In this blog post I am providing you with a tool which will help to understand the possibilities behind PorterDuff modes without the need to study the PorterDuff composing algebra.
In simple words, you will be able to make a droid appear on a grass field. Of course you can digitally make anything to appear on anything, this was just an example :-).
In the previous blog post I have explained how to give a tint to your images by means of color filters and PorterDuff modes. This time I am going to extend that topic by showing what amazing results you can achieve with the PorterDuff modes when they are applied to two images.
In computer graphics, when two bitmaps are blended together, they are usually named source (SRC) bitmap and destination (DST) bitmap. The goal of “blending” two bitmaps is to achieve the illusion that the elements in SRC and DST are actually part of the same scene. The image below shows an example of that illusion: the source image is a droid and the second is a grass field. Merging the two bitmaps together looks like the droid is sitting on the grass.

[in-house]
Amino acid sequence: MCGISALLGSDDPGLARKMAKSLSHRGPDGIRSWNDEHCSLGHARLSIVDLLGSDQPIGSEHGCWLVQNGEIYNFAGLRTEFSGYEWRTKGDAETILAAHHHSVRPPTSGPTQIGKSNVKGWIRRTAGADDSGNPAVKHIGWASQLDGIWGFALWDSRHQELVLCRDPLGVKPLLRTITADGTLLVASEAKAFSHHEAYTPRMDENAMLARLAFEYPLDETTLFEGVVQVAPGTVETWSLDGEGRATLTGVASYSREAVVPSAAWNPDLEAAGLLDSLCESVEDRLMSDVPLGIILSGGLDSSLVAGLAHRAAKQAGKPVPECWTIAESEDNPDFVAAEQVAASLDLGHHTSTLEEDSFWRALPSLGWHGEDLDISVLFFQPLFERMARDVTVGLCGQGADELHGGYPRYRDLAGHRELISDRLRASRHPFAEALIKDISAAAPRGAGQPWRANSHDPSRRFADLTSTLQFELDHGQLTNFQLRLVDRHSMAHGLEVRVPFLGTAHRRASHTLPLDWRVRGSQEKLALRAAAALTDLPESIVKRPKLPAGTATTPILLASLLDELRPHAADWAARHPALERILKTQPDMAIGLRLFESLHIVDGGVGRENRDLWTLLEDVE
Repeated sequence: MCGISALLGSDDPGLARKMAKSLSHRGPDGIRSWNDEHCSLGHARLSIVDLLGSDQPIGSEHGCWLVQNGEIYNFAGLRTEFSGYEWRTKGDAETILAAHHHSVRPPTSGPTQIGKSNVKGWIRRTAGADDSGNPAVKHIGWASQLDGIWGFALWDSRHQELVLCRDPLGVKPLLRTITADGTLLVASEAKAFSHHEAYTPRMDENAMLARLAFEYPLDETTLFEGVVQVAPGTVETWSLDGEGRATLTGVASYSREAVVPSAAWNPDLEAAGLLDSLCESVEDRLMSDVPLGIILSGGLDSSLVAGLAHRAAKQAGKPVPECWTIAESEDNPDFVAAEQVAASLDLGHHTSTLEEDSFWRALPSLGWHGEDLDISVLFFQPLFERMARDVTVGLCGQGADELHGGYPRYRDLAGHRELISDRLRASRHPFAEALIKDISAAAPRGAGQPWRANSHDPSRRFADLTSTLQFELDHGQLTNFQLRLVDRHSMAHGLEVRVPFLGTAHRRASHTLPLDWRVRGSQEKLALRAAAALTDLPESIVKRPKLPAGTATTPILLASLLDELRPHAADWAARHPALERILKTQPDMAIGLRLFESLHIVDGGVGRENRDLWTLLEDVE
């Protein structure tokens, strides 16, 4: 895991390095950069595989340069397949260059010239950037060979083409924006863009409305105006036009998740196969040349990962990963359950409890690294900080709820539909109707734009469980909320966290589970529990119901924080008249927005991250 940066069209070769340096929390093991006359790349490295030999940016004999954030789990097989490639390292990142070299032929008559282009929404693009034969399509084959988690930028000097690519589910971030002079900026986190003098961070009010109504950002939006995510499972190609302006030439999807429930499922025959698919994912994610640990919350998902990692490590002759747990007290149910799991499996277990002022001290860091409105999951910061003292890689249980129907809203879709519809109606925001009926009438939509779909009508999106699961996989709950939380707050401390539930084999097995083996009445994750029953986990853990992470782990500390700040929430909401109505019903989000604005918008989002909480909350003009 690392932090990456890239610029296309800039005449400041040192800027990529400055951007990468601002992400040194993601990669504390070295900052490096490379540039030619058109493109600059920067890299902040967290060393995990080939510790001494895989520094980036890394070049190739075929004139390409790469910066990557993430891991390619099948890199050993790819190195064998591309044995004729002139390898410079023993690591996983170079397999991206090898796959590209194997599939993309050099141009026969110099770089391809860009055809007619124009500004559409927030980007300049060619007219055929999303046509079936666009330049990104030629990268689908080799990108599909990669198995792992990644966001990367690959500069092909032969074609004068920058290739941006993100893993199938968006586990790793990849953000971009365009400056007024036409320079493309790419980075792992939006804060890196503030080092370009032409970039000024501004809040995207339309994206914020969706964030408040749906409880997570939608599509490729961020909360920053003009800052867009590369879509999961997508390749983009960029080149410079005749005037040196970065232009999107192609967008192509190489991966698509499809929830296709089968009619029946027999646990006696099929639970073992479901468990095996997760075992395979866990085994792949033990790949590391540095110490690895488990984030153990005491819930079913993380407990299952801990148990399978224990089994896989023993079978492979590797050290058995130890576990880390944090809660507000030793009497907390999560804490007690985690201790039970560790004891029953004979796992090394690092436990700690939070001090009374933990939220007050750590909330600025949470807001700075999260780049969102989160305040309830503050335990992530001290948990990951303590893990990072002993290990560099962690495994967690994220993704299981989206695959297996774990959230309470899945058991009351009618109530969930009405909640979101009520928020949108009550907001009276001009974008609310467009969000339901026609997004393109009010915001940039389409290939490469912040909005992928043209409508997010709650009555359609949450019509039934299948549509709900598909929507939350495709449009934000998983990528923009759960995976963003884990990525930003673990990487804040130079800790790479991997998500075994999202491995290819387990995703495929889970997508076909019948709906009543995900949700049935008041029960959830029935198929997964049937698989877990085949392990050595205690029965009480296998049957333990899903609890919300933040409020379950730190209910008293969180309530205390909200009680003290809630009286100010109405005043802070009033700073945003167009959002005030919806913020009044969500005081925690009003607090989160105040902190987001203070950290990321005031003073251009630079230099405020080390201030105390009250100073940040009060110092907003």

This is just one of the uses that can be done of the PorterDuff modes. Indeed those modes describes other way to compose the pixels of the SRC and DST. It is possible for example to cut-out the source from the destination, like showed below:
or to remove the DST from SRC when the pixel of the DST fall out of the borders of the SRC, as in the next image.
At this point, the best is to let you play with the sample app which I made specifically to learn what the PorterDuff modes do in a practical way. The sample code is available as usual on my GitHub. Fell free to play with it.